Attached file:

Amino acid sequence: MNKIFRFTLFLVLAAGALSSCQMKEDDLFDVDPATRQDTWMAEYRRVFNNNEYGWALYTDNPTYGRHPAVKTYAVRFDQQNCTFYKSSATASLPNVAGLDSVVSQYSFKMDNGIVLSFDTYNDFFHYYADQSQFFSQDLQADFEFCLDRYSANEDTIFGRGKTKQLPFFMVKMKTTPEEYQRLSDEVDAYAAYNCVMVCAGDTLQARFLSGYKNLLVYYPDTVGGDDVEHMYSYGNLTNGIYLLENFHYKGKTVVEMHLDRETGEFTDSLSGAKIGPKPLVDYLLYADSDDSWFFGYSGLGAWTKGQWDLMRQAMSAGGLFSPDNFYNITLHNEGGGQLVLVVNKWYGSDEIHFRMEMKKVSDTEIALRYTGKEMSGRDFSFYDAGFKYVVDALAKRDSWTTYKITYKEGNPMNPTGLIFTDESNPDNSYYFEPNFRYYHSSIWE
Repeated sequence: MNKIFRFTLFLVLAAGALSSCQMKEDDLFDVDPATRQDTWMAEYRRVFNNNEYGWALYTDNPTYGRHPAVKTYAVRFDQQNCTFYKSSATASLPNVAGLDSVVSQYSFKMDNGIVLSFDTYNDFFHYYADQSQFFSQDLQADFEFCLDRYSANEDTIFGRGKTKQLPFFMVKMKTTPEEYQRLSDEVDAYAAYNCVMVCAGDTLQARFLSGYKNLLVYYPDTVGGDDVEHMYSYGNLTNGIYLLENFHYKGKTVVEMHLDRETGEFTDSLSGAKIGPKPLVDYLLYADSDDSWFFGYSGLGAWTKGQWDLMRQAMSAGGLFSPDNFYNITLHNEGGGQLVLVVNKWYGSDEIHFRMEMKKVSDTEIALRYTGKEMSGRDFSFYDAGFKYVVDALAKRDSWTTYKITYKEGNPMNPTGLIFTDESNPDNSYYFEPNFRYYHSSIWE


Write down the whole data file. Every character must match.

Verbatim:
Amino acid sequence: MNKIFRFTLFLVLAAGALSSCQMKEDDLFDVDPATRQDTWMAEYRRVFNNNEYGWALYTDNPTYGRHPAVKTYAVRFDQQNCTFYKSSATASLPNVAGLDSVVSQYSFKMDNGIVLSFDTYNDFFHYYADQSQFFSQDLQADFEFCLDRYSANEDTIFGRGKTKQLPFFMVKMKTTPEEYQRLSDEVDAYAAYNCVMVCAGDTLQARFLSGYKNLLVYYPDTVGGDDVEHMYSYGNLTNGIYLLENFHYKGKTVVEMHLDRETGEFTDSLSGAKIGPKPLVDYLLYADSDDSWFFGYSGLGAWTKGQWDLMRQAMSAGGLFSPDNFYNITLHNEGGGQLVLVVNKWYGSDEIHFRMEMKKVSDTEIALRYTGKEMSGRDFSFYDAGFKYVVDALAKRDSWTTYKITYKEGNPMNPTGLIFTDESNPDNSYYFEPNFRYYHSSIWE
Repeated sequence: MNKIFRFTLFLVLAAGALSSCQMKEDDLFDVDPATRQDTWMAEYRRVFNNNEYGWALYTDNPTYGRHPAVKTYAVRFDQQNCTFYKSSATASLPNVAGLDSVVSQYSFKMDNGIVLSFDTYNDFFHYYADQSQFFSQDLQADFEFCLDRYSANEDTIFGRGKTKQLPFFMVKMKTTPEEYQRLSDEVDAYAAYNCVMVCAGDTLQARFLSGYKNLLVYYPDTVGGDDVEHMYSYGNLTNGIYLLENFHYKGKTVVEMHLDRETGEFTDSLSGAKIGPKPLVDYLLYADSDDSWFFGYSGLGAWTKGQWDLMRQAMSAGGLFSPDNFYNITLHNEGGGQLVLVVNKWYGSDEIHFRMEMKKVSDTEIALRYTGKEMSGRDFSFYDAGFKYVVDALAKRDSWTTYKITYKEGNPMNPTGLIFTDESNPDNSYYFEPNFRYYHSSIWE